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Australia 1995
Directed by
Michael Rymer
99 minutes
Rated MA

Reviewed by
Bernard Hemingway
4 stars

Angel Baby

Were it not for the Australian accents you could easily mistake Michael Rymer's debut film for a UK production. John Lynch who plays the principal male is an imported Irish actor (his credits include Cal, 1984, and In The Name Of The Father, 1993) whilst Colin Friels as his brother adopts a credible Irish accent. The film's very tight framing virtually eliminates any reference to exterior locators, suggesting an anonymous urban landscape of empty malls, laundromats, high rises and construction sites that looks more like Glasgow or London (full marks to cinematographer Ellery Ryan for his contribution in this respect) than any recognisable Australian city and its preoccupation with the tragedies of life is more the approach we’re familiar with in British productions than those of The Lucky Country. In this latter respect Angel Baby is too darkly alienating for any kind of popular success but on the other hand thanks to Rymer’s confrontational script and persuasive directing and the excellent performances by Lynch and Jacqueline McKenzie (who is best known for her role in Romper Stomper,1992) as distressed souls, it packs an emotional punch which is also something rarely seen in Australian film.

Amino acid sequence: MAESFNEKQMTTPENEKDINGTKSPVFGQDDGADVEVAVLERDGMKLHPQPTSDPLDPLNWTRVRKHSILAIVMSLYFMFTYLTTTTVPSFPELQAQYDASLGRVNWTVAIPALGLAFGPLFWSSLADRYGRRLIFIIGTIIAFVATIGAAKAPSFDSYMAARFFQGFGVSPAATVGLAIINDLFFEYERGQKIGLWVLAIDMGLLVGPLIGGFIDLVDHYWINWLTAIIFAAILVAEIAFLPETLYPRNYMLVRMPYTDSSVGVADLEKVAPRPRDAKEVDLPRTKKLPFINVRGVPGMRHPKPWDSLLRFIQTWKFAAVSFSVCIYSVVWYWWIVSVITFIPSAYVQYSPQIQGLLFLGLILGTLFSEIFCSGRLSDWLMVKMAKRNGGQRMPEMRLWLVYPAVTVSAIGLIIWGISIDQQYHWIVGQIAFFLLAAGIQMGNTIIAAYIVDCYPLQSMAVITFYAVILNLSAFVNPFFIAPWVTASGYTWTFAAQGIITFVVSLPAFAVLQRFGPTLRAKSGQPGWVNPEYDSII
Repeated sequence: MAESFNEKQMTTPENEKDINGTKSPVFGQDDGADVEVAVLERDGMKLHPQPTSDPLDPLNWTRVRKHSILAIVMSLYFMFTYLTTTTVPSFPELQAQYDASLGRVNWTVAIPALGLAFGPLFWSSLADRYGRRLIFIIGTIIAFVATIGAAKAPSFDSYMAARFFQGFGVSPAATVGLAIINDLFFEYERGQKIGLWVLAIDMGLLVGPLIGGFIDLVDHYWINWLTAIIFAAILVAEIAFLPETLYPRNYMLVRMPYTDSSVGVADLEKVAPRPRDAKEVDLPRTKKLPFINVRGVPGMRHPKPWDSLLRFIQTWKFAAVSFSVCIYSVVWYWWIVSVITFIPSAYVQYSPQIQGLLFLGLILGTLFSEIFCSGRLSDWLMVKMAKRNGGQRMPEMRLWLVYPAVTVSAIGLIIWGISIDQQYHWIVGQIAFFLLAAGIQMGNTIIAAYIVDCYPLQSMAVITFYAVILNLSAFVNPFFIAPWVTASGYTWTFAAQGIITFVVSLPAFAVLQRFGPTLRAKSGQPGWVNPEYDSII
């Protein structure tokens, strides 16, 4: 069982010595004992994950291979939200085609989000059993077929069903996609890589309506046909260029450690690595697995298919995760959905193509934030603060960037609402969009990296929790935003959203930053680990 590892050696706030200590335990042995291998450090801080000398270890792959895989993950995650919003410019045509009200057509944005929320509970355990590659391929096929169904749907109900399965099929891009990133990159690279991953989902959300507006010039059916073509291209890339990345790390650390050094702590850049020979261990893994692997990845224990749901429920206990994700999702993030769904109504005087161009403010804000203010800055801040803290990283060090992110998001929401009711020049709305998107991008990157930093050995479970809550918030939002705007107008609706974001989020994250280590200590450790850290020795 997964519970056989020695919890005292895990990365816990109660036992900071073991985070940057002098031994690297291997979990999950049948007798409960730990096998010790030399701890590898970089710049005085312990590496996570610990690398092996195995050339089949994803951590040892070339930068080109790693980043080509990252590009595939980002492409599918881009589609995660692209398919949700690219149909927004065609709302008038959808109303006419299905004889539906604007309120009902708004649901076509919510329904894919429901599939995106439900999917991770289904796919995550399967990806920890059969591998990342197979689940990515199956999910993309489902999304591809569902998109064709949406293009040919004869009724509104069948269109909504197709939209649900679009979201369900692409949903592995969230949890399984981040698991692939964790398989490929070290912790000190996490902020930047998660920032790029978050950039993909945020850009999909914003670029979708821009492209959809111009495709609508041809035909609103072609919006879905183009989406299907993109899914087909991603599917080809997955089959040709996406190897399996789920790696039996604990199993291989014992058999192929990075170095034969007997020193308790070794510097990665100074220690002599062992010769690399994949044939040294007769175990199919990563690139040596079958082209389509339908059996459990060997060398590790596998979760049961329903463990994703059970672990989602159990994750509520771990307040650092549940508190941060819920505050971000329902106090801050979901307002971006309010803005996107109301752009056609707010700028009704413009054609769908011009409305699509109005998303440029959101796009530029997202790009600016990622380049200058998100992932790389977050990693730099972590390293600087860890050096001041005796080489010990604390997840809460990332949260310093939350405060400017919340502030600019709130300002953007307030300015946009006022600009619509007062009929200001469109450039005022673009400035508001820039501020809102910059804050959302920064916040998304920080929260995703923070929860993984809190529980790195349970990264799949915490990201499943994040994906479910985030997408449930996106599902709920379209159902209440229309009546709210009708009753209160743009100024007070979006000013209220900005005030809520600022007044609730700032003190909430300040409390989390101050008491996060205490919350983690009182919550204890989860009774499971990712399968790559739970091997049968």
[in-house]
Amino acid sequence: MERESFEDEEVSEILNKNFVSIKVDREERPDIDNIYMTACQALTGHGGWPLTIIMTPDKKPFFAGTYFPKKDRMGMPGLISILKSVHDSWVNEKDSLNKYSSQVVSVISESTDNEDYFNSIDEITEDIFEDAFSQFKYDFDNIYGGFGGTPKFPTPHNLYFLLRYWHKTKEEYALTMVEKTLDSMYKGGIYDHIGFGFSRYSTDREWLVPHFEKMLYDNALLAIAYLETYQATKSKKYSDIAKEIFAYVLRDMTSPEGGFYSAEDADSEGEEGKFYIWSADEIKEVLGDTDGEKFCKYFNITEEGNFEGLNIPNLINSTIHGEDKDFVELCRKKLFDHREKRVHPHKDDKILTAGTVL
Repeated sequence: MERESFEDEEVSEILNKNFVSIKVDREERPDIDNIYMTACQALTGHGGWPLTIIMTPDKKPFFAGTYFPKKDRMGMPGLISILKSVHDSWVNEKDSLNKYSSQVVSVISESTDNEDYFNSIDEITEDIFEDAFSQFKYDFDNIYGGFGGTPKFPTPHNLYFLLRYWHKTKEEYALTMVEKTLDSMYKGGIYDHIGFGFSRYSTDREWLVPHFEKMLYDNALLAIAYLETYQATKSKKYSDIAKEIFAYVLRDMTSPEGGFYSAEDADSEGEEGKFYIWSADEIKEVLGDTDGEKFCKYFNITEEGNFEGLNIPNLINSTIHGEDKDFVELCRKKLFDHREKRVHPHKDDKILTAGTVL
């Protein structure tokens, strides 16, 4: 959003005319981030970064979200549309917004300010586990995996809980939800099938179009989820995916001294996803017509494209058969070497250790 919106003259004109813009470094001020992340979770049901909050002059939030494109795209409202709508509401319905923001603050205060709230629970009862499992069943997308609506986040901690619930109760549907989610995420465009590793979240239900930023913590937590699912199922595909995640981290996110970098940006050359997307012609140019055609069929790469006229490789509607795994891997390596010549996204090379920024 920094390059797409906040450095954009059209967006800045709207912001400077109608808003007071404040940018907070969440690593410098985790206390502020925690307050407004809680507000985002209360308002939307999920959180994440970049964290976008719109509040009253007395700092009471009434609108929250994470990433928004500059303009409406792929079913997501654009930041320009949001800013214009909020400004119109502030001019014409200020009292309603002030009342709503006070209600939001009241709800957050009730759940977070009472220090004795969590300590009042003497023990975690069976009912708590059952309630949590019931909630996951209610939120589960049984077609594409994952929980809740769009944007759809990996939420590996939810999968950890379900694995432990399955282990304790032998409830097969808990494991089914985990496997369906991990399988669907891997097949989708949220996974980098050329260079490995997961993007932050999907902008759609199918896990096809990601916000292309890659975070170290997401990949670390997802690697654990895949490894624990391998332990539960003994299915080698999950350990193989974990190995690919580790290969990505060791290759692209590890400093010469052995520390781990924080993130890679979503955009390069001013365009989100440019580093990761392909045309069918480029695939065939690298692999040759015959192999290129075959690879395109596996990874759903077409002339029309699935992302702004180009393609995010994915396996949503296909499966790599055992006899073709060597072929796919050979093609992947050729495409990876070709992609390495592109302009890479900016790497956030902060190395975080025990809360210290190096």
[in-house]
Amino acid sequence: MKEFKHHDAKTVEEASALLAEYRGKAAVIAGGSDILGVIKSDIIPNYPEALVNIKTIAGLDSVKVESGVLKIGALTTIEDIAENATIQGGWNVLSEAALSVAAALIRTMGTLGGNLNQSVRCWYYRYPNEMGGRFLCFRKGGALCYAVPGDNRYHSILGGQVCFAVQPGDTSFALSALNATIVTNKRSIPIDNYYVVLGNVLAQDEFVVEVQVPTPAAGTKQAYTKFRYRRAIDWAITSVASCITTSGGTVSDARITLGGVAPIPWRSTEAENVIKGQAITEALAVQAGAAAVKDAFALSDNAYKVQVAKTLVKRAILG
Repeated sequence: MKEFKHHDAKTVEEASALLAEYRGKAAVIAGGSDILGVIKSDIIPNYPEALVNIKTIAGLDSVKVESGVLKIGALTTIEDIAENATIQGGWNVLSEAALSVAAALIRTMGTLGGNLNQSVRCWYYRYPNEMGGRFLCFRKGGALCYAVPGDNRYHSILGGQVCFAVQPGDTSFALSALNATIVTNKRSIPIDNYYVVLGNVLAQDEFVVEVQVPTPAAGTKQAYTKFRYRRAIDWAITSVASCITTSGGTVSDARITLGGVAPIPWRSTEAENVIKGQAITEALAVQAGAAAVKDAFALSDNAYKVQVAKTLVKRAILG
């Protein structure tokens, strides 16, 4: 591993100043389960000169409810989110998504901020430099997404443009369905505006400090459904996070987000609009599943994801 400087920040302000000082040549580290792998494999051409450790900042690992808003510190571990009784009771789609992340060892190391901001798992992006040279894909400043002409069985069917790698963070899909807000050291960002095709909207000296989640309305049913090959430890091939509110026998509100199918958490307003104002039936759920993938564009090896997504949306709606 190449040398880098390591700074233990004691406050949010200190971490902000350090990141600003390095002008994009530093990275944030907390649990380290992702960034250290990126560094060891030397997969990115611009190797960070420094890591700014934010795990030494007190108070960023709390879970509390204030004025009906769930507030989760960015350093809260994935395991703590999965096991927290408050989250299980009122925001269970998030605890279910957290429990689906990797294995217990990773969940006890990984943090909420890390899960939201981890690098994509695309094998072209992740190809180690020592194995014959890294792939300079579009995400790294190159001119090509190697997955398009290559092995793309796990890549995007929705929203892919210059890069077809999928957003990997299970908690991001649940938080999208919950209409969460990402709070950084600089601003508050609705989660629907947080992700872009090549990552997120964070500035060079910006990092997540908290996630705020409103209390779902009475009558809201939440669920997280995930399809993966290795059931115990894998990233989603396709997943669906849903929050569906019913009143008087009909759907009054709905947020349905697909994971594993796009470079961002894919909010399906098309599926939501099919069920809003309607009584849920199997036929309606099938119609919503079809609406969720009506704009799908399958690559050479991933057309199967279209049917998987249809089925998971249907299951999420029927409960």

Despite its lack of vernacular signifiers Angel Baby won 7 AFI Awards and is an impressive achievement for the American-trained Rymer. Unfortunately he subsequently returned to America where he has since worked largely in high profile television series with the occasional return to our shores. 




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